“Our study suggests that most people will be protected against a new infection for at least six months. But not everyone is protected and especially in the elderly, alone. about half of it seems to be protected after a first infection “, explains Prof. Steen Ethelberg who conducted the study.
“Even if you have already been infected, our results suggest that it is advisable to continue to follow the advice on how to protect yourself from infection. Additionally, the results highlight the need for vaccination for everyone because natural protection, especially in the elderly, cannot be invoked “.
To note that the study took into account the “classic” Covid-19 strain and not the variants.
According to a study published on August 12, 2020 in the journal The Lancet Infectious Diseases by a team of American researchers, the cases of reinfection could be explained by:
- the fact that the patients have been exposed to very high dose of virus the second time ;
- the fact that the patients have been exposed to a more virulent strain of the virus (coronavirus variants);
- the presence of antibodies due to the first infection (as can be the case with dengue).
It is not necessarily a re-infection with the coronavirus
When an apparently “cured” patient presents symptoms of the coronavirus, it is not necessarily a question of reinfection. Several elements could lead to confusion:
- a failure of screening tests ;
- the possibility that samples were poorly preserved ;
- or that the insufficient viral load to be detected.
But according to the most probable hypothesis, the patients in question would suffer from prolonged coronavirus infection, not from reinfection. In other words, the virus would still be present in their body, in the form of undetectable traces, and could be “reactivated”, due to a secondary disease for example. But the precautionary principle is in order.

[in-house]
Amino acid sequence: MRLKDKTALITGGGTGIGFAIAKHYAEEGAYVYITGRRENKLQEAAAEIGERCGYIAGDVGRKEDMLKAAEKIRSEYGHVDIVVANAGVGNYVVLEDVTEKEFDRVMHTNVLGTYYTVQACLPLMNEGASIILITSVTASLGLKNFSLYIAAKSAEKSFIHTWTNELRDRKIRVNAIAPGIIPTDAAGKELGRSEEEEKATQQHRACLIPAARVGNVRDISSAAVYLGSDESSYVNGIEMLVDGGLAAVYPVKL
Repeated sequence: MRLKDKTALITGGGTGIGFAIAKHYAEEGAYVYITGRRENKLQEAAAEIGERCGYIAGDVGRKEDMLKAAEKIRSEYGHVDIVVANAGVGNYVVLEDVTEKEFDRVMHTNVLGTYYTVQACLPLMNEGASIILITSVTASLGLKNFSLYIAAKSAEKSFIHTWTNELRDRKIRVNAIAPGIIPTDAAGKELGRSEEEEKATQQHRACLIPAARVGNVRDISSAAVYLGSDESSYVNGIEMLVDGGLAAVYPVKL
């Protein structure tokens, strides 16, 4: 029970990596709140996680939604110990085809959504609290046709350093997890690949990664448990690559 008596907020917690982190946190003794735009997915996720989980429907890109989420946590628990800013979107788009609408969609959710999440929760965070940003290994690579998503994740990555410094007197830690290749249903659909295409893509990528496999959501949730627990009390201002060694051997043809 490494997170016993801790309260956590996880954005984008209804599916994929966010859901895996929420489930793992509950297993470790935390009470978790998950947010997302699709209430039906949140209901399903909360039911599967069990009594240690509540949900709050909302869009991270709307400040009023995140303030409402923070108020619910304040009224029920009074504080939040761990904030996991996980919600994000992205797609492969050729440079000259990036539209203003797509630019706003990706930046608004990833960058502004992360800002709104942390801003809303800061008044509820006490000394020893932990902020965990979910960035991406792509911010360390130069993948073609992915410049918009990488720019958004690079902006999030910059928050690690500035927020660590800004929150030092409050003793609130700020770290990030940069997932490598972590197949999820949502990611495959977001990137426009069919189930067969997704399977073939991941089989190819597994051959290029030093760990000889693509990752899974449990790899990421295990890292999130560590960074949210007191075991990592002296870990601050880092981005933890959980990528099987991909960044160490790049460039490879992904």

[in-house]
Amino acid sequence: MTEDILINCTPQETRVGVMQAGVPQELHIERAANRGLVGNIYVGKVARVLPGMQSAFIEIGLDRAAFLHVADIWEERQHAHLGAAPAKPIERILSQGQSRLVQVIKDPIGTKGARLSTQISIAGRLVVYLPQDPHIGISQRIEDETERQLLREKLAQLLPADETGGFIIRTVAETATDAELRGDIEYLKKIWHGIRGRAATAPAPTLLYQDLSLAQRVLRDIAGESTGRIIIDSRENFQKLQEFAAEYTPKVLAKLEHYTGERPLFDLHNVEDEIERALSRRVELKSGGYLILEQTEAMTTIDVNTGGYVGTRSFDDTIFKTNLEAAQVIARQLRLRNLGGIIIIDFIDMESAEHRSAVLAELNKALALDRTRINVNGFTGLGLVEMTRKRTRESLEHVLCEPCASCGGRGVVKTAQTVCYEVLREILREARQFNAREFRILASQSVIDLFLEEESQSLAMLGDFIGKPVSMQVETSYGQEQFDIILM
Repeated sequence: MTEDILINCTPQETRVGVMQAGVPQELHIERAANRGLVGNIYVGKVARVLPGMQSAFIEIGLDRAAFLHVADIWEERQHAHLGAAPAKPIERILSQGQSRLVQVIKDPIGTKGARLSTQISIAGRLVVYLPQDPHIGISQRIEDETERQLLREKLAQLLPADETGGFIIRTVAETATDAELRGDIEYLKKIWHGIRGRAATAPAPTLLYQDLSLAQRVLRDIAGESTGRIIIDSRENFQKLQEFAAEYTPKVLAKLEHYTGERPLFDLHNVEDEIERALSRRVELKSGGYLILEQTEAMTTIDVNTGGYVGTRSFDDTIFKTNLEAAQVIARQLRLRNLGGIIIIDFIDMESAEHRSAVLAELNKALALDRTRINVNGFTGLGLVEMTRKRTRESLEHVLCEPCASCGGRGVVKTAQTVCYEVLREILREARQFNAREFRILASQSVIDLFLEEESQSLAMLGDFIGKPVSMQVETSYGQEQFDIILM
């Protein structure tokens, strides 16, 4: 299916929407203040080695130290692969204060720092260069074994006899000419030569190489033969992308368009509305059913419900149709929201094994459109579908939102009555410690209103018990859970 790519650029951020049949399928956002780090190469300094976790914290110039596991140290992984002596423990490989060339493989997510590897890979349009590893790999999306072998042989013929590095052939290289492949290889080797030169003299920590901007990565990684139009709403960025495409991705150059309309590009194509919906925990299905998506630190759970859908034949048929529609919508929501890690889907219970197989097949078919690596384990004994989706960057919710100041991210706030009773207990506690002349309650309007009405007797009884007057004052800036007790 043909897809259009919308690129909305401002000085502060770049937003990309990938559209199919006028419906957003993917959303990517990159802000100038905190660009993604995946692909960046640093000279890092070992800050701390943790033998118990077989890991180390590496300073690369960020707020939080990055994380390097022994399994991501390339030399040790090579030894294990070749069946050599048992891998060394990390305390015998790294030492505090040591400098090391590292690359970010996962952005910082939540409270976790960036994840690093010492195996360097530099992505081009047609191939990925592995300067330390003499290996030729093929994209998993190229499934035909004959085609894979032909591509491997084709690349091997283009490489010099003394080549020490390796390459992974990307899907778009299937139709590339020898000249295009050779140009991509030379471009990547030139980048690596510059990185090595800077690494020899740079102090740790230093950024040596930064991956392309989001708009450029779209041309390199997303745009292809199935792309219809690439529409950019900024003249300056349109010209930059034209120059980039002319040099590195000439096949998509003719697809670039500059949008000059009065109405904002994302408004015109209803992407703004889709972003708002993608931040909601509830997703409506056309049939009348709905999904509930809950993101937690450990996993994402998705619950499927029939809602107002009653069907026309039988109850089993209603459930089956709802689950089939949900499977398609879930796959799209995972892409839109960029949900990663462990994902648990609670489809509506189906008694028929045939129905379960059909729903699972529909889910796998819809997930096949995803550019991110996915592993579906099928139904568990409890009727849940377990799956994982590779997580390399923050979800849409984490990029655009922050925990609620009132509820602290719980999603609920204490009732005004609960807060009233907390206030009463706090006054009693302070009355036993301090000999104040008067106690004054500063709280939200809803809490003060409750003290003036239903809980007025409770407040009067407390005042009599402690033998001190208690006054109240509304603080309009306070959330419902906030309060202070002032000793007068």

Immunity against covid-19: what do we know about the lifespan of antibodies?
In theory, a person already infected with a virus is immune to it. When our body comes into contact with a virus, it develops specific antibodies capable of recognizing and combating said virus more effectively when they are faced with it again. The first studies of the lifespan of antibodies assumed a relatively short period of immunity. A study conducted in May 2020 by the Institut Pasteur with 160 caregivers working at Strasbourg University Hospitals and affected by a minor form of the disease, indicated that “the levels of antibodies are, in most cases, compatible with protection against a new infection with SARS-CoV-2, at least up to 40 days after the onset of symptoms “.
8-month protection according to new studies
A study published on February 5, 2021 in the review Science believes that the immune memory persists for up to eight months after infection with the coronavirus. 188 patients with asymptomatic, moderate and severe symptoms of the disease were followed for eight months (80 men and 108 women). Verdict? The neutralizing antibodies (which prevent the coronavirus from infecting cells) persisted beyond six months: 90% of participants were still HIV positive when tested between six and eight months.
Study supports idea that natural immunity to SARS-CoV-2 is long lasting
One of the key questions to better predict the evolution of the COVID-19 pandemic is the duration of natural immunity. A growing number of studies suggest that most people generate a humoral (antibody) and cellular (T cell) response that lasts for months or even years. By exploring in more detail the evolution of the immune response in the months following infection with SARS-CoV-2, researchers from the Barcelona Institute for Global Health (ISGlobal) are optimistic on this subject. This tells them that a year after infection, most people keep anti-Spike antibodies regardless of the severity of their symptoms.